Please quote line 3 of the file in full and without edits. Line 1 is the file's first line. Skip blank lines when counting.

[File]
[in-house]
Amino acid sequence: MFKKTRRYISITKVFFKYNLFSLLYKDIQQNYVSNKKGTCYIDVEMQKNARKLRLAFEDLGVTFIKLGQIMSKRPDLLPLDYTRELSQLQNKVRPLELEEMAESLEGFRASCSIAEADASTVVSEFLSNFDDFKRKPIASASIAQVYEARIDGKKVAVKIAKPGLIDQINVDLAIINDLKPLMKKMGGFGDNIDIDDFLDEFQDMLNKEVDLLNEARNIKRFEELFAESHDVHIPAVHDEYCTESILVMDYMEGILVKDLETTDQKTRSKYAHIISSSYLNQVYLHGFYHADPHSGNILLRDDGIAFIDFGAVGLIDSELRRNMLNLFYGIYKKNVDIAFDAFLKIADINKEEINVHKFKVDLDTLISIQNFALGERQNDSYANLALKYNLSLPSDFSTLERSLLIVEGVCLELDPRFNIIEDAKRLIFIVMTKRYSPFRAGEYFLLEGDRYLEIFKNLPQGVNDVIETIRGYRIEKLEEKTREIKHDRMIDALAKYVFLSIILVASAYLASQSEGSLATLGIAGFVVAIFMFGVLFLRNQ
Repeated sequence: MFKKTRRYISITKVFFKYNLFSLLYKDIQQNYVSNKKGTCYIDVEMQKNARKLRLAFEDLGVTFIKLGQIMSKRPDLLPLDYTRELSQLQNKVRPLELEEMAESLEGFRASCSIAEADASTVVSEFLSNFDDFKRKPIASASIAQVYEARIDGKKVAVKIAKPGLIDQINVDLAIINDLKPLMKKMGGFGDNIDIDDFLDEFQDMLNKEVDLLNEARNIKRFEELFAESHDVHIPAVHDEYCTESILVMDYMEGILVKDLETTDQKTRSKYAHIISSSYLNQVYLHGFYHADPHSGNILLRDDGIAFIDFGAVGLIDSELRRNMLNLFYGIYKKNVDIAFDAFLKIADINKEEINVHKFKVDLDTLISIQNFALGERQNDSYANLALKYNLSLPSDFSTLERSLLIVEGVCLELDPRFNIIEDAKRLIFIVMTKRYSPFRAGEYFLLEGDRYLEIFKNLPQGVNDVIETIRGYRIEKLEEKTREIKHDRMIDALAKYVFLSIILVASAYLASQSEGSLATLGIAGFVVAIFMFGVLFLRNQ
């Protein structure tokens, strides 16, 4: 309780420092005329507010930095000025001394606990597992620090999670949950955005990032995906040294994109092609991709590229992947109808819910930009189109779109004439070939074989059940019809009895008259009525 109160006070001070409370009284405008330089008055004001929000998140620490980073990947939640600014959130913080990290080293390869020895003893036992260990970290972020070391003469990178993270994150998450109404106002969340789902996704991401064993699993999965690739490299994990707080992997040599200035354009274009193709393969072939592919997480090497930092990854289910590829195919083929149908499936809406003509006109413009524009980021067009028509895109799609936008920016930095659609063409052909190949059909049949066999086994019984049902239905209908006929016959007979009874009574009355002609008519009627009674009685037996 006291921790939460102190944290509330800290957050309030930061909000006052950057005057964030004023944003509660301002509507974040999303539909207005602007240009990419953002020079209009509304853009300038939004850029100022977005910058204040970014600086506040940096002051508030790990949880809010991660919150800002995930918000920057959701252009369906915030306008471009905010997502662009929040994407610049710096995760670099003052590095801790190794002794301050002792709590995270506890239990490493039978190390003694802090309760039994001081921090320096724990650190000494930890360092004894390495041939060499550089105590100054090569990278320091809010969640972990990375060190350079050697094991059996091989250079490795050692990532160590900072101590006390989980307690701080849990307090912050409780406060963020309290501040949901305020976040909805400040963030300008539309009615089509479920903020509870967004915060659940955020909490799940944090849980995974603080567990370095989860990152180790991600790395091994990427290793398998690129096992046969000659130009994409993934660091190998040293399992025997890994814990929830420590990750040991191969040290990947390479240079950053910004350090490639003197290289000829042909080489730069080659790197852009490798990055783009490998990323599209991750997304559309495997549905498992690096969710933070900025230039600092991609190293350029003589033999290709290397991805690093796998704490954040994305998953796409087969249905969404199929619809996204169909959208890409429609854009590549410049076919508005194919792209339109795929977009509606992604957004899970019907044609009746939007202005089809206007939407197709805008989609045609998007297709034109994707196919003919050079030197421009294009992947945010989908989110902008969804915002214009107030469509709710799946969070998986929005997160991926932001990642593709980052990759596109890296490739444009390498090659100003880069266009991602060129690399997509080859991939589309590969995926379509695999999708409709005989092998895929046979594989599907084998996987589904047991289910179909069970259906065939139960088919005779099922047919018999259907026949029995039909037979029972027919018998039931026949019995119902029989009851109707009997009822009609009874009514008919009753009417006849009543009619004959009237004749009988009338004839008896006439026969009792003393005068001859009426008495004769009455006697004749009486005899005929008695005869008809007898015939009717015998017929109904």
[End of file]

Repeated sequence: MFKKTRRYISITKVFFKYNLFSLLYKDIQQNYVSNKKGTCYIDVEMQKNARKLRLAFEDLGVTFIKLGQIMSKRPDLLPLDYTRELSQLQNKVRPLELEEMAESLEGFRASCSIAEADASTVVSEFLSNFDDFKRKPIASASIAQVYEARIDGKKVAVKIAKPGLIDQINVDLAIINDLKPLMKKMGGFGDNIDIDDFLDEFQDMLNKEVDLLNEARNIKRFEELFAESHDVHIPAVHDEYCTESILVMDYMEGILVKDLETTDQKTRSKYAHIISSSYLNQVYLHGFYHADPHSGNILLRDDGIAFIDFGAVGLIDSELRRNMLNLFYGIYKKNVDIAFDAFLKIADINKEEINVHKFKVDLDTLISIQNFALGERQNDSYANLALKYNLSLPSDFSTLERSLLIVEGVCLELDPRFNIIEDAKRLIFIVMTKRYSPFRAGEYFLLEGDRYLEIFKNLPQGVNDVIETIRGYRIEKLEEKTREIKHDRMIDALAKYVFLSIILVASAYLASQSEGSLATLGIAGFVVAIFMFGVLFLRNQ